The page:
Phillips Advent Anti-Colic

Mam Anti-Colic

You might have even tried all of these remedies and found that nothing seems to work. If that’s your situation then consider changing to a different formula.
Here are some of the most popular formulas available:

Simulac Sensitive – works well for reducing gas

Simulac Soy Isomil – if you’re baby is sensitive to milk protein

Enfamil Gentlease – formulated to reduce gas

Related: Best Baby bottles for reflux 2020

Natural gas relief for babies

If you’re not having any luck from these remedies, then it’s time to try something natural to stem the excess gas in your baby.

Warm Bath

Giving your baby a warm bath will help to move some of the air out. This will help to relax your babies’ muscles and move the gas out naturally.
If you warm the room beforehand, this will ensure that your baby is completely relaxed.

Be mindful that a relaxed baby in the bath can lead to bowel movement.

I’ve made that mistake before.

I’ve given my babies a warm bath without taking this into consideration. Let me just say if this happens to you; you’ll need an emergency plan.

Baby Massage

Probably one of the best home remedies, proven time and time again by every mom out there.

It would be ideal to give your baby a massage several times a day due to the fact that baby gas tends to get gradually worse throughout the day.

Here’s the best way to massage your baby:

1. Put oil or lotion on your hands and rub it in slightly so it isn’t so cold on your baby’s body. Then move your hands in a clockwise direction around your baby’s tummy.

2. Take both of your hands and move them down the abdomen.

3. There is such a thing as the ‘I love you’ technique where you should start on the baby’s left-hand side and make an ‘I’ movement downwards.

Moving to the right-hand side of the belly, do an upside-down ‘L’ and ‘U’ starting at the bottom right-hand corner.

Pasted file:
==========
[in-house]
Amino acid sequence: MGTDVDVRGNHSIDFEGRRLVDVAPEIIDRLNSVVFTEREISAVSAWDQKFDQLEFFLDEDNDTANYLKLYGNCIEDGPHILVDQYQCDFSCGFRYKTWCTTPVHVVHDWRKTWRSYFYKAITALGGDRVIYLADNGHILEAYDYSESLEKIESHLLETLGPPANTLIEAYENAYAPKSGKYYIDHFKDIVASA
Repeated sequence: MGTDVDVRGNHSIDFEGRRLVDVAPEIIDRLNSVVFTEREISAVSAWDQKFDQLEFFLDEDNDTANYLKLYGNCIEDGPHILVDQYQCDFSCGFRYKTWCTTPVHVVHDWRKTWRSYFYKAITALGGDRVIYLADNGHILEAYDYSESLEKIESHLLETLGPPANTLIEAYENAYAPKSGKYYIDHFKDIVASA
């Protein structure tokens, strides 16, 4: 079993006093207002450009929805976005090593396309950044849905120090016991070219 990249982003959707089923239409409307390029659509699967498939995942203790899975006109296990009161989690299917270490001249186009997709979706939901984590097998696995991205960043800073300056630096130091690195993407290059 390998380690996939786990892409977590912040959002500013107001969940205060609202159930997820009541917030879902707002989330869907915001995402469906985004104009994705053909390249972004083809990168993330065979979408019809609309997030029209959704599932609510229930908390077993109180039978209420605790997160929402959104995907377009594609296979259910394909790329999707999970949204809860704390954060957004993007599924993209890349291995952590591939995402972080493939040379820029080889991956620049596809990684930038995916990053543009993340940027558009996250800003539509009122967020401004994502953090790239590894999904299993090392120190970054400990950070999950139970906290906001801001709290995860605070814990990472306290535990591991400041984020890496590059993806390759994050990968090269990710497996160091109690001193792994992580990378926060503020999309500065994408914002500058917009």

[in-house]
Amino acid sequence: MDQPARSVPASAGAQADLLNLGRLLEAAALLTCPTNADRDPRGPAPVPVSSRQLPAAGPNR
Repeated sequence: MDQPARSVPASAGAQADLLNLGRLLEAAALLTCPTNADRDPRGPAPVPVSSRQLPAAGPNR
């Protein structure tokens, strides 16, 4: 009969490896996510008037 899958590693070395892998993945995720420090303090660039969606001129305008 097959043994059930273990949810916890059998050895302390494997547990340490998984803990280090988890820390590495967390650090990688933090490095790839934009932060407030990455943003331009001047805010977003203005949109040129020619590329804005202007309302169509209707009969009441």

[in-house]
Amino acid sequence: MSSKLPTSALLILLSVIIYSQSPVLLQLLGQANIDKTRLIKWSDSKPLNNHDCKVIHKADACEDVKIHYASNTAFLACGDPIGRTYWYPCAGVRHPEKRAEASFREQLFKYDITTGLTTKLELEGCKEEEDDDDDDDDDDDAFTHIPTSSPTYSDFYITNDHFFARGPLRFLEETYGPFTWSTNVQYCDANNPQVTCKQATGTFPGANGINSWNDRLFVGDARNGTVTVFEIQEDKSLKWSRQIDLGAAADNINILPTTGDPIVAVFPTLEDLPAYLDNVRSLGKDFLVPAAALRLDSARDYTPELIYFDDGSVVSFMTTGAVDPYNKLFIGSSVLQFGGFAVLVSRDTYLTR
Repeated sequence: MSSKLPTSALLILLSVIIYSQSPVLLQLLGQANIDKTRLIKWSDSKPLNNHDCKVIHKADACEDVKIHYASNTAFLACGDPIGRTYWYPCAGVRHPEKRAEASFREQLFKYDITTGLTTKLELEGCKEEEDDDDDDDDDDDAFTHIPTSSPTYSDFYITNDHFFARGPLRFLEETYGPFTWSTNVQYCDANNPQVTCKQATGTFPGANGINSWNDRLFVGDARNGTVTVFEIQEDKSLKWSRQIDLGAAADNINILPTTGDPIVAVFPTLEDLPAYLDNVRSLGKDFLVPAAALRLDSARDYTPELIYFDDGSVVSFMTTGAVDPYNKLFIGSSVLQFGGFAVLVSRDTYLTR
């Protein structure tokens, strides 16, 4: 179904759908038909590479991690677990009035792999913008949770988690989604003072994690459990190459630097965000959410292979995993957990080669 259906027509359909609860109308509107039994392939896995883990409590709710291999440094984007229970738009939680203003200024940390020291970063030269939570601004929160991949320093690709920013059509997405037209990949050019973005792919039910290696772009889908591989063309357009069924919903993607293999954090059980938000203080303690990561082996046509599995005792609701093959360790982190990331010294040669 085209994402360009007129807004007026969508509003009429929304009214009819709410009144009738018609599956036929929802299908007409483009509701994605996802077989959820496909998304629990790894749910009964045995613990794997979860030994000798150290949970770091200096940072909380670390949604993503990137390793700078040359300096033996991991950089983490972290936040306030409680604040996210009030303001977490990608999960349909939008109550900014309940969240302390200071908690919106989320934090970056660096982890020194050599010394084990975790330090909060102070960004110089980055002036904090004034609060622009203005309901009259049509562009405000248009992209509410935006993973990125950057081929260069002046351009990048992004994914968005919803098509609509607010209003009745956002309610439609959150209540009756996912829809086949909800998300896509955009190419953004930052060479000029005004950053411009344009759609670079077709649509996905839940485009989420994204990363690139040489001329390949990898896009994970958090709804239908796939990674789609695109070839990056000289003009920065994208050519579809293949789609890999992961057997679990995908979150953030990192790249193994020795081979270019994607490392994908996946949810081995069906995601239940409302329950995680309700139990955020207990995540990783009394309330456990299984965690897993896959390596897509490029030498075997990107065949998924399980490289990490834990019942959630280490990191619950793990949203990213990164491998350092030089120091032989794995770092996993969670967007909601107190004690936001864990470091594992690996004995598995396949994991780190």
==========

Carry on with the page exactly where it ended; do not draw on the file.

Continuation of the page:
Both thumbs should then be placed at the naval and you should massage out to the sides of the tummy.

4. You should do each move several times.

5. Baby should always be massaged in a clockwise direction to encourage the movement of the intestines.

6. Not only does this work on gassy babies, but also if they are suffering from constipation.

Bicycle Kicks

It is also best to perform these multiple times a day if your little one is really struggling with gas pains.

Your baby should be placed on their back and you should begin to move their legs as if they were riding a bicycle. Don’t force your baby’s legs, just be gentle.
To finish up, take both legs and lift them up towards their belly button.

Try the colic/gas hold

To force the trapped air out, putting slight pressure on your baby’s abdomen while you carry them can work.
Just place your baby’s head in the palm of your hand and rest their stomach on your forearm.

It used to really calm my baby down and help with getting any trapped gas out.

Tummy Time

I do know that some babies hate tummy time.

My second child despised it, and so this method just wasn’t effective for him.

But, if your baby is fond of tummy time and everything else fails, try this to help force the air bubbles out.

I would definitely recommend incorporating tummy time into your baby’s routine. It can help with wind, prompt them to keep their head up and prevent flat head syndrome.

Over the counter remedies

Gas drops

These are probably the most common over the counter remedies for trapped wind. They contain simethicone which is an antifoaming agent that can make it easier for your little ones to pass wind.

Gas drops are completely safe but just consult your pediatrician beforehand. Just in case.

Gripe water

I was gifted gripe water at my first baby shower and to be honest when I opened it, I had to do the fake smile and unappreciative ‘Aw, thank you’
Honestly, I genuinely didn’t know why someone would gift this to a new mom.

Although, I came to find out that this bottle of liquid, is a miracle worker and helped me in real times of need.

What is Gripe water and how does it work?

It is full of natural ingredients and in most brands, you’ll find a combination of water and sodium bicarbonate. It works naturally to soothe your baby’s gassy tummy.

So, if your baby seems really uncomfortable, then it is worth a shot.

Try Gripe Water, You’ll Thank Me

It is recommended to give this to your baby after they’re 4 weeks old due to the immaturity of your baby’s digestive system, although I would speak to your pediatrician.

Even with all of these things, it can be a constant battle to deal with gas due to the cries of pain your baby will be going through and the helplessness you’ll begin to feel.
Although, at least one of these methods should work which will definitely put your mind at rest.